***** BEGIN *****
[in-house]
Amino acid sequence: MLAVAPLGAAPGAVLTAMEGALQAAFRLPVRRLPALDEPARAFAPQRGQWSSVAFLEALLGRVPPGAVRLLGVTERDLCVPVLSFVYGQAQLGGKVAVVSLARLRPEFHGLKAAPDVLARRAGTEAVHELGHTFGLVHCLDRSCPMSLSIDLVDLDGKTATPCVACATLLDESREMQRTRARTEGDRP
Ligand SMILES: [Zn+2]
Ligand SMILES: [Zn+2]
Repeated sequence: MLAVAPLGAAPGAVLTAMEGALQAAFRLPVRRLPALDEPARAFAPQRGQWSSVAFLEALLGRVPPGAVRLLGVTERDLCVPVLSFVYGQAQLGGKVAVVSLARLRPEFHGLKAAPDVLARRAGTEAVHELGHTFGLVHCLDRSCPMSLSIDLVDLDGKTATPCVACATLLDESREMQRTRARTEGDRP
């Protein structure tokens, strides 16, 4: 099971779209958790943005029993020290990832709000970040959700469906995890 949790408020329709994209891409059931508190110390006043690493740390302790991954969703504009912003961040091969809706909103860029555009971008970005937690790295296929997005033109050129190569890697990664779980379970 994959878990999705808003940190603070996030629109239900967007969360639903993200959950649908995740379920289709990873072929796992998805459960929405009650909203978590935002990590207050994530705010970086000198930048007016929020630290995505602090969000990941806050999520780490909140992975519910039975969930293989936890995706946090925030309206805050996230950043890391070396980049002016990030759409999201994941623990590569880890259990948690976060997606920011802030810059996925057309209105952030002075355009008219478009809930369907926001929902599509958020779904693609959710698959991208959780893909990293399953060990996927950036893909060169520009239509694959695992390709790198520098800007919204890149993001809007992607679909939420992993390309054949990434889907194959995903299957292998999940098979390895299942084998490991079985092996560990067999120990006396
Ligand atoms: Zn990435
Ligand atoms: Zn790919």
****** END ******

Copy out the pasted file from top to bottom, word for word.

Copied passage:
[in-house]
Amino acid sequence: MLAVAPLGAAPGAVLTAMEGALQAAFRLPVRRLPALDEPARAFAPQRGQWSSVAFLEALLGRVPPGAVRLLGVTERDLCVPVLSFVYGQAQLGGKVAVVSLARLRPEFHGLKAAPDVLARRAGTEAVHELGHTFGLVHCLDRSCPMSLSIDLVDLDGKTATPCVACATLLDESREMQRTRARTEGDRP
Ligand SMILES: [Zn+2]
Ligand SMILES: [Zn+2]
Repeated sequence: MLAVAPLGAAPGAVLTAMEGALQAAFRLPVRRLPALDEPARAFAPQRGQWSSVAFLEALLGRVPPGAVRLLGVTERDLCVPVLSFVYGQAQLGGKVAVVSLARLRPEFHGLKAAPDVLARRAGTEAVHELGHTFGLVHCLDRSCPMSLSIDLVDLDGKTATPCVACATLLDESREMQRTRARTEGDRP
């Protein structure tokens, strides 16, 4: 099971779209958790943005029993020290990832709000970040959700469906995890 949790408020329709994209891409059931508190110390006043690493740390302790991954969703504009912003961040091969809706909103860029555009971008970005937690790295296929997005033109050129190569890697990664779980379970 994959878990999705808003940190603070996030629109239900967007969360639903993200959950649908995740379920289709990873072929796992998805459960929405009650909203978590935002990590207050994530705010970086000198930048007016929020630290995505602090969000990941806050999520780490909140992975519910039975969930293989936890995706946090925030309206805050996230950043890391070396980049002016990030759409999201994941623990590569880890259990948690976060997606920011802030810059996925057309209105952030002075355009008219478009809930369907926001929902599509958020779904693609959710698959991208959780893909990293399953060990996927950036893909060169520009239509694959695992390709790198520098800007919204890149993001809007992607679909939420992993390309054949990434889907194959995903299957292998999940098979390895299942084998490991079985092996560990067999120990006396
Ligand atoms: Zn990435
Ligand atoms: Zn790919």